|Search treatments and conditions|
Amino acid analysis can be an important part of any thorough nutritional and metabolic analysis, especially in cases of chronic conditions that have been difficult to diagnose or have failed to respond to treatment. Many laboratories are beginning to offer profile testing of up to 40 amino acids and related products, providing information on a variety of metabolic and nutritional disorders. Examples of these include: protein inadequacy, gastrointestinal insufficiencies, inflammatory responses, vitamin and mineral dysfunctions, detoxification impairments, cardiovascular disease, ammonia toxicity, food and chemical sensitivities, depression, neurological dysfunction and inborn errors of metabolism.
|May do some good|
|Likely to help|
Amino Acid: An organic acid containing nitrogen chemical building blocks that aid in the production of protein in the body. Eight of the twenty-two known amino acids are considered "essential," and must be obtained from dietary sources because the body can not synthesize them.
Cardiovascular: Pertaining to the heart and blood vessels.
Chronic: Usually Chronic illness: Illness extending over a long period of time.
Gastrointestinal: Pertaining to the stomach, small and large intestines, colon, rectum, liver, pancreas, and gallbladder.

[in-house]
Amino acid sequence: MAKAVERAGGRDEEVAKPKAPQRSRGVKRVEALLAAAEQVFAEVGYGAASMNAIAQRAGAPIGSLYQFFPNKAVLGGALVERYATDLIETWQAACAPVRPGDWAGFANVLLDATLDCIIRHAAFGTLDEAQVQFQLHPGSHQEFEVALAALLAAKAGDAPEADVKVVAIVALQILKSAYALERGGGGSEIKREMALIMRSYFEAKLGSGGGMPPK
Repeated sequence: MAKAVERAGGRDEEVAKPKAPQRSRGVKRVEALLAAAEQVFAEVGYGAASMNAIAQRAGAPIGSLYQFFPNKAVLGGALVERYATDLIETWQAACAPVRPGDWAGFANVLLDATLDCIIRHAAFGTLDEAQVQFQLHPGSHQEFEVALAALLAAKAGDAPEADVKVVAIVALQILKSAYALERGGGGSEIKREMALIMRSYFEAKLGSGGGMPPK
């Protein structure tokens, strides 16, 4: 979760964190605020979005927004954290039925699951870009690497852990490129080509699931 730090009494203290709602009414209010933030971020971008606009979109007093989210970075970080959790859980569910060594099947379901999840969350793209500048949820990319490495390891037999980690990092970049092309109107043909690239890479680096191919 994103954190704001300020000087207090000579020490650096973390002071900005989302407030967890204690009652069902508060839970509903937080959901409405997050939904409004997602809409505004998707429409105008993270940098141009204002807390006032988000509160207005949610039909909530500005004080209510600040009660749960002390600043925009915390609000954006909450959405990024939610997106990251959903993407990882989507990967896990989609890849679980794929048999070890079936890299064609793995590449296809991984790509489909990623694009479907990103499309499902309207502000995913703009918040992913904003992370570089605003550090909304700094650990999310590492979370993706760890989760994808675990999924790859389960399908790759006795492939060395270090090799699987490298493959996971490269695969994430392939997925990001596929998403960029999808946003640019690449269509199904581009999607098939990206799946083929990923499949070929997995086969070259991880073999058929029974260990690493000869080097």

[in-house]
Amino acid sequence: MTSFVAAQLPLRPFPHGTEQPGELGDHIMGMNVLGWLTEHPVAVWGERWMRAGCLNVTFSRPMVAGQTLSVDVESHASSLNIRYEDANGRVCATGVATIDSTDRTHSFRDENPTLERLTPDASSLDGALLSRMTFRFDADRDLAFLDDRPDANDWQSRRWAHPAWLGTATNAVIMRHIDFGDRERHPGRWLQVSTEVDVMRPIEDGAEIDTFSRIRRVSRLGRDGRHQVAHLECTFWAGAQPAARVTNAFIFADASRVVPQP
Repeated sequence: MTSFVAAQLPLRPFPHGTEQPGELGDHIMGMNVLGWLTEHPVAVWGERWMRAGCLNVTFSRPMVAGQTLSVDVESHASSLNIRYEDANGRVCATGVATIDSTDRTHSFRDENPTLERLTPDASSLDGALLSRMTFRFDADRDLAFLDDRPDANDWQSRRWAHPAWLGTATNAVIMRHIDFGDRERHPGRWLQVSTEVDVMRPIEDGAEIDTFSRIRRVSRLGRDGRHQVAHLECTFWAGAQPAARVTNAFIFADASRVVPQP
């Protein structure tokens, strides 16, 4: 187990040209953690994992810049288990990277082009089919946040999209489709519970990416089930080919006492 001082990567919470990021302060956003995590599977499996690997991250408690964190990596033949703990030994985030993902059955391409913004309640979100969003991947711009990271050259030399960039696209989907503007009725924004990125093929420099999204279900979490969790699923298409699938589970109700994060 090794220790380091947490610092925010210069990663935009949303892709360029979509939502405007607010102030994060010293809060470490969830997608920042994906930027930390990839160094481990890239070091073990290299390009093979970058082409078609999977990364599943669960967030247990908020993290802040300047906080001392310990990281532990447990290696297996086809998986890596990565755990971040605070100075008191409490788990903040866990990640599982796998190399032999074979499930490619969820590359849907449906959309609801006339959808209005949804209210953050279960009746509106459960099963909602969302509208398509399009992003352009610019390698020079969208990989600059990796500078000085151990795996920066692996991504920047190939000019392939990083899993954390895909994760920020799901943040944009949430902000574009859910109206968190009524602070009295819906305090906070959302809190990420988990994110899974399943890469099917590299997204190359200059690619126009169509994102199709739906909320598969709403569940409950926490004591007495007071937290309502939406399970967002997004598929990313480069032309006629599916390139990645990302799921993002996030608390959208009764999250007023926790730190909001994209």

Metabolism: The chemical processes of living cells in which energy is produced in order to replace and repair tissues and maintain a healthy body. Responsible for the production of energy, biosynthesis of important substances, and degradation of various compounds.
Mineral: Plays a vital role in regulating many body functions. They act as catalysts in nerve response, muscle contraction and the metabolism of nutrients in foods. They regulate electrolyte balance and hormonal production, and they strengthen skeletal structures.
Protein: Compounds composed of hydrogen, oxygen, and nitrogen present in the body and in foods that form complex combinations of amino acids. Protein is essential for life and is used for growth and repair. Foods that supply the body with protein include animal products, grains, legumes, and vegetables. Proteins from animal sources contain the essential amino acids. Proteins are changed to amino acids in the body.